Buyer Beware – Always Read the Fine Print
TD Bank has changed the fine print of its Variable Rate Mortgage Contracts for conventional mortgages.
Under the terms of the new clause, if at any time the loan to value ratio of your mortgage exceeds 80 per cent, the bank has the right to demand that the borrower bring it under the 80% threshold, or to obtain an appraisal in order to prove that the fair market value does not exceed the 80% threshold. The appraisal will likely be at the homeowner’s expense.
The old clause had a similar clause that triggered at 75%, however the bank was limited to situations where the interest rate fluctuations have driven the loan to value ratio to be above the 75% threshold.
This change is likely due to concerns TD Bank has about the future of the Canadian real estate market, and fears that home prices are going to decrease in the future.
How can this change affect you?
First, it’s important to consider what is Loan to Value Ratio. The term is commonly used by banks and to represent the ratio of the mortgage as a percentage of the total appraised value of the property.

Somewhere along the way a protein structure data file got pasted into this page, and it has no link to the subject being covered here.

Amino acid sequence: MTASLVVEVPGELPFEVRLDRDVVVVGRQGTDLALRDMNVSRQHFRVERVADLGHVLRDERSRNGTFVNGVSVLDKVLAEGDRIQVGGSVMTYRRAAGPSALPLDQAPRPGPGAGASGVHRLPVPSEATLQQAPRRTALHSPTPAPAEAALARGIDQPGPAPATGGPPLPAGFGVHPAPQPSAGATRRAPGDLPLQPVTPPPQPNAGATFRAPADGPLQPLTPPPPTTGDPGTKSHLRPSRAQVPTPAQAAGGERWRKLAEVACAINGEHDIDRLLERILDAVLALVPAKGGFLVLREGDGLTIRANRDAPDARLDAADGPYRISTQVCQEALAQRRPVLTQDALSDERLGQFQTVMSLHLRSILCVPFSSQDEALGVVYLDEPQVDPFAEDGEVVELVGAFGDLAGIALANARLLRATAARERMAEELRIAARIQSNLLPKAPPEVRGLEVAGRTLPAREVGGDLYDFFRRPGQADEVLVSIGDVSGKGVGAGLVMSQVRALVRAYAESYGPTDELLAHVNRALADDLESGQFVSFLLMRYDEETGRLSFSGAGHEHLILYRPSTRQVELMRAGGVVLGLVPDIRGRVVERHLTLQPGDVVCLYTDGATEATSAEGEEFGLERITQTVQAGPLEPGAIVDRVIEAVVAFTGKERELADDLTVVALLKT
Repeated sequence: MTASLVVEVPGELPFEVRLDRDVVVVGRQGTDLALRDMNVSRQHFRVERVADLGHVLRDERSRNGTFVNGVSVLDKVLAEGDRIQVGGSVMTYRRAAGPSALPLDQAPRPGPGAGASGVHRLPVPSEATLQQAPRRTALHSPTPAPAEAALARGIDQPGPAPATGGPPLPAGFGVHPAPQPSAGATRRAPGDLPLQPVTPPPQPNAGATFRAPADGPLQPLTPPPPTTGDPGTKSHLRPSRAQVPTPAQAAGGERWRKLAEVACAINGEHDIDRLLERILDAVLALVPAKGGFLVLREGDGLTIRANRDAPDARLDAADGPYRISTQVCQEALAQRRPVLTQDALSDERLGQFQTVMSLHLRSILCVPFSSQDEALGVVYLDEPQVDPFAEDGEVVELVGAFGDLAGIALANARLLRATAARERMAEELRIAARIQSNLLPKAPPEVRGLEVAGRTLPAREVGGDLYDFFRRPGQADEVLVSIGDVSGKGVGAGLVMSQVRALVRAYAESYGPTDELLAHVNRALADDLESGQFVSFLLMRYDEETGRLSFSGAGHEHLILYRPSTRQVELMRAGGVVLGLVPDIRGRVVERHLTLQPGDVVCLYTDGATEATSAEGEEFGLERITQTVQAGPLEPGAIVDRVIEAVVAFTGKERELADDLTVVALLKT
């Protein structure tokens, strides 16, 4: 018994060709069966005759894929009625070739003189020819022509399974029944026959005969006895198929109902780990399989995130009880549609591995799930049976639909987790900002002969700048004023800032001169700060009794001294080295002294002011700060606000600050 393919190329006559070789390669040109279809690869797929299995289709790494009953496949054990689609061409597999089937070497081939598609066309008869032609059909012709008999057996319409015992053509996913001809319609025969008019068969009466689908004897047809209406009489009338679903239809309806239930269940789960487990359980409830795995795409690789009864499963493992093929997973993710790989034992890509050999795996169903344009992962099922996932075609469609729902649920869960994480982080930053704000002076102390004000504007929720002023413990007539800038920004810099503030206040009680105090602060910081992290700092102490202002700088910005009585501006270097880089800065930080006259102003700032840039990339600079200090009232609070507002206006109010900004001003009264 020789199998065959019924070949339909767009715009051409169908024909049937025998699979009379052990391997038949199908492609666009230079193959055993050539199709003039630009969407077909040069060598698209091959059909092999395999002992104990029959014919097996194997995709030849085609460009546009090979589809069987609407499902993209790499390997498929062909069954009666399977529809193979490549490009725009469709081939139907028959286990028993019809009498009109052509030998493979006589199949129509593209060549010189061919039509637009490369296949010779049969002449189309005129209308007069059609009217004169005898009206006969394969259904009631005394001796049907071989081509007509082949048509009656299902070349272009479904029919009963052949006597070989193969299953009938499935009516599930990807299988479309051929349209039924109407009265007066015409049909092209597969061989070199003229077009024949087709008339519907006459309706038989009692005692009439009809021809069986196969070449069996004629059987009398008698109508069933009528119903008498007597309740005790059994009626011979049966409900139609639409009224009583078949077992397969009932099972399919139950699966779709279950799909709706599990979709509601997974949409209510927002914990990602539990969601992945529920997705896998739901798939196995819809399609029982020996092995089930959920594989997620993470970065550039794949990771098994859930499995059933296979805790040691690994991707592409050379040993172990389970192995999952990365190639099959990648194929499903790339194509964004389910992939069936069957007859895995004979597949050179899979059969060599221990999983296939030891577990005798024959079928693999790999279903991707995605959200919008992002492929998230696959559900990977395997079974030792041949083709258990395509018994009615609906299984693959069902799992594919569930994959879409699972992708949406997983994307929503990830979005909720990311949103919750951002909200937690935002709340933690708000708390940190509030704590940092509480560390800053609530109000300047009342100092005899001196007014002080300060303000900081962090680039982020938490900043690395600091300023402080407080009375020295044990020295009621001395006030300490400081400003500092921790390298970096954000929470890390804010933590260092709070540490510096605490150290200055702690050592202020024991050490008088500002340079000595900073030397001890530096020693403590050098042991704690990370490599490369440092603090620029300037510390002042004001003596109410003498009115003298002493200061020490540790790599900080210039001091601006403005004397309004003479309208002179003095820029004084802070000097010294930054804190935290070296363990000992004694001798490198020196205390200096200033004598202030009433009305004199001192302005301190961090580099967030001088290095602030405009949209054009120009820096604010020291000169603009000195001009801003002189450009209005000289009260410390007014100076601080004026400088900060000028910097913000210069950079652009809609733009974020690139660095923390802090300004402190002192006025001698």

For example, let’s say you purchased a home for $500,000 and you plan to pay 20% of the loan, so $400,000.00. In this circumstance your loan to value ratio would be 80%. However, if the market decreases, and the value of your home decreases to $400,000, and you still owe $350,000 on your mortgage, the loan to value ratio would now be 87.5%. According to this new clause, in the above mentioned example, TD Bank would be able to ask you for an additional $30,000 in order to bring the Loan to Value Ratio back to 80%.
Nobody can say for certain what will happen to property values in Canada. Ask 10 people and you will likely get 10 different opinions.
The problem, is that property values are often outside of the control of the borrower, and this new clause can force the borrower to have to come up with significant amounts of money, or else the mortgage could be called.
This change is only in regards to conventional variable rate mortgages, so where the initial down payment was at least 20% and mortgage insurance was not required.
If you have an open variable mortgage, typically you can convert to a fixed rate mortgage at any time. If the borrower finds themselves in a situation where they have to pay a significant amount of money to bring the mortgage to the 80% threshold, will TD Bank will still allow the borrower to convert to a fixed rate mortgage to avoid the payment? Another question is whether TD Bank will allow the borrower to purchase mortgage insurance and convert to a high ratio mortgage as an alternative to bringing the mortgage to the 80% threshold.
It remains to be seen whether any other banks or lending institutions will follow suit. However, this is something to consider when getting a new mortgage for your home.